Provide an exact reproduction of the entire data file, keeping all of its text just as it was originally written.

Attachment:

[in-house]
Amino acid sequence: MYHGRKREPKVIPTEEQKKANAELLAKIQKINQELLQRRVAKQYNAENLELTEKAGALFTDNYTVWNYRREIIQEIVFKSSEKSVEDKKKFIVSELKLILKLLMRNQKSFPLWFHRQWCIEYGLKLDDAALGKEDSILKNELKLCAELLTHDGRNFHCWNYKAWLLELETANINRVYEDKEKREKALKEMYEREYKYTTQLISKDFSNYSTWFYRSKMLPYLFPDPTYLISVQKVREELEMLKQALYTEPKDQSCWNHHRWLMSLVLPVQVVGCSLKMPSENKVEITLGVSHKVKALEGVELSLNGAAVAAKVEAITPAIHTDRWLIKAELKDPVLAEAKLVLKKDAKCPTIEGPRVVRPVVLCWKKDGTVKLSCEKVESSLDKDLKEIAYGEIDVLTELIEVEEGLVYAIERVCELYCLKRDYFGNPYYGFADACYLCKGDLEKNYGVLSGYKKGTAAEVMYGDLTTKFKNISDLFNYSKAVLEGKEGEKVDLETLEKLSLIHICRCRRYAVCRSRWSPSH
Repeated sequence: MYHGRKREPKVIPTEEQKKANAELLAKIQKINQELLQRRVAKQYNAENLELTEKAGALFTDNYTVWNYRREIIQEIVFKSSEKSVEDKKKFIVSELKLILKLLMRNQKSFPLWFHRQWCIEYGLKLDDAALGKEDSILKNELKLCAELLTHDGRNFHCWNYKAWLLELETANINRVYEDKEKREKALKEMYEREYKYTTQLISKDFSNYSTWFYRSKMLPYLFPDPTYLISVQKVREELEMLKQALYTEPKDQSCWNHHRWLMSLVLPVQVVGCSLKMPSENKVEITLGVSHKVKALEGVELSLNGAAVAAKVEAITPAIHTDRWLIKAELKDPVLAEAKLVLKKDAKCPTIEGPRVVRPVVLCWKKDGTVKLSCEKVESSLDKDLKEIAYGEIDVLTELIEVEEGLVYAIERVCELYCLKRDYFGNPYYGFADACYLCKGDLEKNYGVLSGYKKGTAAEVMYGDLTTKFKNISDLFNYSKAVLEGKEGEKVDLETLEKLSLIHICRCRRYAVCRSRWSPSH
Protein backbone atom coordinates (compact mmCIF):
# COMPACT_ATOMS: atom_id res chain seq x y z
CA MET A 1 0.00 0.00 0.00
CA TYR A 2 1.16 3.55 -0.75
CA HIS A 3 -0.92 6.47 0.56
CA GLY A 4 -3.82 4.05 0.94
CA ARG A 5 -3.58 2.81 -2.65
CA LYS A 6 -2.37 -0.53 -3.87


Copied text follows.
[in-house]
Amino acid sequence: MYHGRKREPKVIPTEEQKKANAELLAKIQKINQELLQRRVAKQYNAENLELTEKAGALFTDNYTVWNYRREIIQEIVFKSSEKSVEDKKKFIVSELKLILKLLMRNQKSFPLWFHRQWCIEYGLKLDDAALGKEDSILKNELKLCAELLTHDGRNFHCWNYKAWLLELETANINRVYEDKEKREKALKEMYEREYKYTTQLISKDFSNYSTWFYRSKMLPYLFPDPTYLISVQKVREELEMLKQALYTEPKDQSCWNHHRWLMSLVLPVQVVGCSLKMPSENKVEITLGVSHKVKALEGVELSLNGAAVAAKVEAITPAIHTDRWLIKAELKDPVLAEAKLVLKKDAKCPTIEGPRVVRPVVLCWKKDGTVKLSCEKVESSLDKDLKEIAYGEIDVLTELIEVEEGLVYAIERVCELYCLKRDYFGNPYYGFADACYLCKGDLEKNYGVLSGYKKGTAAEVMYGDLTTKFKNISDLFNYSKAVLEGKEGEKVDLETLEKLSLIHICRCRRYAVCRSRWSPSH
Repeated sequence: MYHGRKREPKVIPTEEQKKANAELLAKIQKINQELLQRRVAKQYNAENLELTEKAGALFTDNYTVWNYRREIIQEIVFKSSEKSVEDKKKFIVSELKLILKLLMRNQKSFPLWFHRQWCIEYGLKLDDAALGKEDSILKNELKLCAELLTHDGRNFHCWNYKAWLLELETANINRVYEDKEKREKALKEMYEREYKYTTQLISKDFSNYSTWFYRSKMLPYLFPDPTYLISVQKVREELEMLKQALYTEPKDQSCWNHHRWLMSLVLPVQVVGCSLKMPSENKVEITLGVSHKVKALEGVELSLNGAAVAAKVEAITPAIHTDRWLIKAELKDPVLAEAKLVLKKDAKCPTIEGPRVVRPVVLCWKKDGTVKLSCEKVESSLDKDLKEIAYGEIDVLTELIEVEEGLVYAIERVCELYCLKRDYFGNPYYGFADACYLCKGDLEKNYGVLSGYKKGTAAEVMYGDLTTKFKNISDLFNYSKAVLEGKEGEKVDLETLEKLSLIHICRCRRYAVCRSRWSPSH
Protein backbone atom coordinates (compact mmCIF):
# COMPACT_ATOMS: atom_id res chain seq x y z
CA MET A 1 0.00 0.00 0.00
CA TYR A 2 1.16 3.55 -0.75
CA HIS A 3 -0.92 6.47 0.56
CA GLY A 4 -3.82 4.05 0.94
CA ARG A 5 -3.58 2.81 -2.65
CA LYS A 6 -2.37 -0.53 -3.87